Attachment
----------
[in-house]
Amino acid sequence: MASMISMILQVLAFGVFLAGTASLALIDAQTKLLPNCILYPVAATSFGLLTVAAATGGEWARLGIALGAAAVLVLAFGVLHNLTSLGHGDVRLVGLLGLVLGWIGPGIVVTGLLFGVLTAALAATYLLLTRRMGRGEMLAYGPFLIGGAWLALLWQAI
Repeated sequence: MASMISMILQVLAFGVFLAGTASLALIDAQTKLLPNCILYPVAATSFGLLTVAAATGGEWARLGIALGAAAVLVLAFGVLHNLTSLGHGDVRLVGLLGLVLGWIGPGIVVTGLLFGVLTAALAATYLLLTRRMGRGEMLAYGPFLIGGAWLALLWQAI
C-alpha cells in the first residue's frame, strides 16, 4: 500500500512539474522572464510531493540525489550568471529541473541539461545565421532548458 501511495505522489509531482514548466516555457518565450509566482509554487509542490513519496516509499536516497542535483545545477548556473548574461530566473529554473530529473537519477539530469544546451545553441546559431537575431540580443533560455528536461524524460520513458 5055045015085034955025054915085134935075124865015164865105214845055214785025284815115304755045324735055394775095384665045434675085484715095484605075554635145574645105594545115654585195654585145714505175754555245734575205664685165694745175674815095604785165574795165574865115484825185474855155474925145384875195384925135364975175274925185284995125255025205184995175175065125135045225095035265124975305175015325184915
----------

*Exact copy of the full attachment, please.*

[in-house]
Amino acid sequence: MASMISMILQVLAFGVFLAGTASLALIDAQTKLLPNCILYPVAATSFGLLTVAAATGGEWARLGIALGAAAVLVLAFGVLHNLTSLGHGDVRLVGLLGLVLGWIGPGIVVTGLLFGVLTAALAATYLLLTRRMGRGEMLAYGPFLIGGAWLALLWQAI
Repeated sequence: MASMISMILQVLAFGVFLAGTASLALIDAQTKLLPNCILYPVAATSFGLLTVAAATGGEWARLGIALGAAAVLVLAFGVLHNLTSLGHGDVRLVGLLGLVLGWIGPGIVVTGLLFGVLTAALAATYLLLTRRMGRGEMLAYGPFLIGGAWLALLWQAI
C-alpha cells in the first residue's frame, strides 16, 4: 500500500512539474522572464510531493540525489550568471529541473541539461545565421532548458 501511495505522489509531482514548466516555457518565450509566482509554487509542490513519496516509499536516497542535483545545477548556473548574461530566473529554473530529473537519477539530469544546451545553441546559431537575431540580443533560455528536461524524460520513458 5055045015085034955025054915085134935075124865015164865105214845055214785025284815115304755045324735055394775095384665045434675085484715095484605075554635145574645105594545115654585195654585145714505175754555245734575205664685165694745175674815095604785165574795165574865115484825185474855155474925145384875195384925135364975175274925185284995125255025205184995175175065125135045225095035265124975305175015325184915